Updated: 10/28/2006
The Promise Of 2004
© Andrew S. Hartwell
This appeared on TheRaceSite.com on 12/03/03

It is still early in the "tweener" season  the time between the end of one sportscar racing season and the start of the next  but already there have been a number of promising announcements about next year. And, while some will always argue that one series is going to be better than another one, the good news is sportscar racing will continue, with some new blood being pumped along the asphalt arteries that bring this sport to life.

In the sportscar racing paddocks of 2004 we can expect to see some old faces in new cars, some new cars in old places, some new faces in old cars, and some old cars running in some new places. In other words, variety, diversity, tradition and new beginnings will abound and that should mean a most entertaining and enjoyable season for competitors and spectators alike.

The New Year holds promise for fans of sportscar racing both in Europe and North America. In some cases, it is the promise of new cars and new teams. In some cases it is the promise made by those who hold the races. In any case, the New Year looks promising indeed.

Lets recap a sampling of the announcements made to date and see if all this early activity doesnt get you hunting around in your closets this winter, looking for that old Ferrari tee-shirt or that race program you had autographed by your favorite driver. After all, the cold winter months are the time to look back on what we have already enjoyed and start to think ahead to what pleasures are to come.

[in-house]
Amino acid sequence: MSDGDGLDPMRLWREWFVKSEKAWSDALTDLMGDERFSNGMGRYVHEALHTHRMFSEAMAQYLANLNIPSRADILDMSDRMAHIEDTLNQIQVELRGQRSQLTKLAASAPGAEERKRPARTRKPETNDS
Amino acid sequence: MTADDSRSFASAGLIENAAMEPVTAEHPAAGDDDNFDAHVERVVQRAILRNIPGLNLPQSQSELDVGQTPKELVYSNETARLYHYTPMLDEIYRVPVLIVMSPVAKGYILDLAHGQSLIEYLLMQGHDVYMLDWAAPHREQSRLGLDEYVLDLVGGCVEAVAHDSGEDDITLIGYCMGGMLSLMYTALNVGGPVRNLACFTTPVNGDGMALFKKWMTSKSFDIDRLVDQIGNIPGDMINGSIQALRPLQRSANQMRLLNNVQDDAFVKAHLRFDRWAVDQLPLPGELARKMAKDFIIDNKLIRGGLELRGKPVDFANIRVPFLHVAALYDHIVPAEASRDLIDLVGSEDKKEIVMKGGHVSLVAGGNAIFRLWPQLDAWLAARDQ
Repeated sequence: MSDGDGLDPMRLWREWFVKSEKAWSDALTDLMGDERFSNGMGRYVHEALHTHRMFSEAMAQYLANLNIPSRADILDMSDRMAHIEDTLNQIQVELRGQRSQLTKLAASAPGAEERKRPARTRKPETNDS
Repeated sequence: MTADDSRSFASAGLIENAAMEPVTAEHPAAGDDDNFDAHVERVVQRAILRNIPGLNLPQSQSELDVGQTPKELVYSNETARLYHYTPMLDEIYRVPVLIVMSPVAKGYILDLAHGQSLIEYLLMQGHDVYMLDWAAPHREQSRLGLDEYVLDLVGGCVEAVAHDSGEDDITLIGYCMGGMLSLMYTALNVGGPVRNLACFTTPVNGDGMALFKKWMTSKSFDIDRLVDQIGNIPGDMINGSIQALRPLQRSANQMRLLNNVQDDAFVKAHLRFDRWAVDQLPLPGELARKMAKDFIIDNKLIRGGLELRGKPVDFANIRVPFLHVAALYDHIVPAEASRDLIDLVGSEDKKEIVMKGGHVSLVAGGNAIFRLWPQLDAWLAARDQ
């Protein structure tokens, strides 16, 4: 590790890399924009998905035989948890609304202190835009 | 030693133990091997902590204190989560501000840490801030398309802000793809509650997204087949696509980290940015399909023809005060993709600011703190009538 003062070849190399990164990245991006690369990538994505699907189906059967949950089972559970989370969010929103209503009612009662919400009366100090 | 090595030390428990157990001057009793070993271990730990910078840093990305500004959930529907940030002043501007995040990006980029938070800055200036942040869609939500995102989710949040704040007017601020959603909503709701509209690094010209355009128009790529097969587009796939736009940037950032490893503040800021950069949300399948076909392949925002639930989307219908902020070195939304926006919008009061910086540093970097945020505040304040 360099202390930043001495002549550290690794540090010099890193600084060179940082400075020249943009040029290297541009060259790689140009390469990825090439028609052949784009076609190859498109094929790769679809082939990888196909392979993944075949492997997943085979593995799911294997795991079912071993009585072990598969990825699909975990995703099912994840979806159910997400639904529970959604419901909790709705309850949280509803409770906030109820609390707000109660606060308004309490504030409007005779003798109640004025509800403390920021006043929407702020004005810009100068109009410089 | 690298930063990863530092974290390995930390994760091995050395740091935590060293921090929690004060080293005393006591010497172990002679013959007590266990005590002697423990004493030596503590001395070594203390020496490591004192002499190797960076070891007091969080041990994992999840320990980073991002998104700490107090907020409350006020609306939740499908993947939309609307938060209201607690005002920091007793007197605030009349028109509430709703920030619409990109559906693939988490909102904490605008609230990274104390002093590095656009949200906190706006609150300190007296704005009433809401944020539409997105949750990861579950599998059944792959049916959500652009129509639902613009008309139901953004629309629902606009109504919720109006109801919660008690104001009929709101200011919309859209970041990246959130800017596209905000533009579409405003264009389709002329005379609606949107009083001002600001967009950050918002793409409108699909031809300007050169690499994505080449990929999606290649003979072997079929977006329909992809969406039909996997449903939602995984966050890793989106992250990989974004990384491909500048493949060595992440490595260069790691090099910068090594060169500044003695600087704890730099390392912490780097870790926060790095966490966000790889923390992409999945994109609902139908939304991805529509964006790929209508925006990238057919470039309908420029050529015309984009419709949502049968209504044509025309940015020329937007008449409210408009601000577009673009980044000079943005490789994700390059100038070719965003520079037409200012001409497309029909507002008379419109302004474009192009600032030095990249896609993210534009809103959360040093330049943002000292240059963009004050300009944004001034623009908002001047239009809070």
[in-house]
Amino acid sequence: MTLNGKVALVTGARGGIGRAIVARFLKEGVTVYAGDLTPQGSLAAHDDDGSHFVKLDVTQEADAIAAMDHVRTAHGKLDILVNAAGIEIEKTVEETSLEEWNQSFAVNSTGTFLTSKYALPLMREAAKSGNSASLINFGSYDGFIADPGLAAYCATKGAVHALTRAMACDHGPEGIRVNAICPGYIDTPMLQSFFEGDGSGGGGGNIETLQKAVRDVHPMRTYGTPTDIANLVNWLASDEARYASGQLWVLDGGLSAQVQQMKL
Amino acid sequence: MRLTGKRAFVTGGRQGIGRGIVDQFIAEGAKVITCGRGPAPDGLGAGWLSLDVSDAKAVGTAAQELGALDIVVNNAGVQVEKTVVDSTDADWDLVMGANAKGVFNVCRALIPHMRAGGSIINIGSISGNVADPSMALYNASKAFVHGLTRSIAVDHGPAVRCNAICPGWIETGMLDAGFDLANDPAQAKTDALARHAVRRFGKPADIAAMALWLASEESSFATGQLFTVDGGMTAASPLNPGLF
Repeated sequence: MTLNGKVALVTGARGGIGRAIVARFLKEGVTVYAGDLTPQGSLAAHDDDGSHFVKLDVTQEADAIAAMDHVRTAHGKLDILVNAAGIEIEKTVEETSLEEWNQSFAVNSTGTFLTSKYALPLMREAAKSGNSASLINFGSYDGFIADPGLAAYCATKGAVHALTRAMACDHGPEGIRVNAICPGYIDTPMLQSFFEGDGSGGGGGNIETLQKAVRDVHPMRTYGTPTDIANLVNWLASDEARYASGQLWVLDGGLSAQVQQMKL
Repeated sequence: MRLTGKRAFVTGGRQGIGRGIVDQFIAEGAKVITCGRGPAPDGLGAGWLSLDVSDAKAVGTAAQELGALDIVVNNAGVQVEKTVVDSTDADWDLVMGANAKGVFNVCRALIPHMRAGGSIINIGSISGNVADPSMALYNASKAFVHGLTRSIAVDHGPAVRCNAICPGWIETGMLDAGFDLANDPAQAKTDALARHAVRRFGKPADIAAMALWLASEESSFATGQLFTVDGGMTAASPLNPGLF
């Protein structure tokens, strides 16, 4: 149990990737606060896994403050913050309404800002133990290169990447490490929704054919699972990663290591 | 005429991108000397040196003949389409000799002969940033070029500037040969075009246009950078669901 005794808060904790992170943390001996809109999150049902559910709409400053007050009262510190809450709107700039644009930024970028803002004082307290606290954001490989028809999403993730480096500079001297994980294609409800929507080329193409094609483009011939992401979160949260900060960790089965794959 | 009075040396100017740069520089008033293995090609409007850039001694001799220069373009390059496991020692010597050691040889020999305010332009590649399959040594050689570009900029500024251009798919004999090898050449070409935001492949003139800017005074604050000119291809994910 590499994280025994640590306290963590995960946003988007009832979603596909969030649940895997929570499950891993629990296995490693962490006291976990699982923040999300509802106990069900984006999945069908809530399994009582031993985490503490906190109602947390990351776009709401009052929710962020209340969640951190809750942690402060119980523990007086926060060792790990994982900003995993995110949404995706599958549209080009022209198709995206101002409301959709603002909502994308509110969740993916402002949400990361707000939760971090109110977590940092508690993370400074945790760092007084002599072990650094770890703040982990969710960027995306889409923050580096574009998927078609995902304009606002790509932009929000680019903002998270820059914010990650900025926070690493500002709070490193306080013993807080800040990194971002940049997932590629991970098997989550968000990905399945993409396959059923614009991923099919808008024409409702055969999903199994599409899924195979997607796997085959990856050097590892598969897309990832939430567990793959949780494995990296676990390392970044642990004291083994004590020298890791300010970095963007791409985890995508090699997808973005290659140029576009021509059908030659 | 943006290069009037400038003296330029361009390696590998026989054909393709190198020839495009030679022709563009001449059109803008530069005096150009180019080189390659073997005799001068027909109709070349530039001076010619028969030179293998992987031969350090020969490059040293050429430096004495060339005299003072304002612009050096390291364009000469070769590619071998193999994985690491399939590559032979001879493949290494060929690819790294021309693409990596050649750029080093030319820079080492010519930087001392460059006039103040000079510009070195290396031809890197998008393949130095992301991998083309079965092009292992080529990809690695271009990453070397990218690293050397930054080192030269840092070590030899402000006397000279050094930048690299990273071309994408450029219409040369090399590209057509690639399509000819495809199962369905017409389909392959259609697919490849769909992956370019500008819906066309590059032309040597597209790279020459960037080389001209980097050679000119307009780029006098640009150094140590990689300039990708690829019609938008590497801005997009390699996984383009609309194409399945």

In Europe, the Le Mans European Series (LMES) has announced its short 4-race schedule with stops coming at Monza, Nürburgring, Silverstone, and Spa. Several teams have said they will run the full schedule. Most recent of these is the announcement that Team Veloqx and Audi Sport UK will join forces to campaign an Audi R8. The team also plans to contest the Sebring 12 Hour ALMS race, as well as the 24 Hours of Le Mans.

Sam Li, Veloqx Team Director, sounded extremely optimistic when he said, No other team will be more committed to winning the 2004 Le Mans Endurance Series and 24 Hours of Le Mans itself than Audi Sport UK Team Veloqx - that I can be certain. Veloqx Motorsport captured class honors in the Le Mans 24 Hours and in the recent Le Mans 1,000km race and we aim to return to La Sarthe next June with Audi UK and claim overall glory.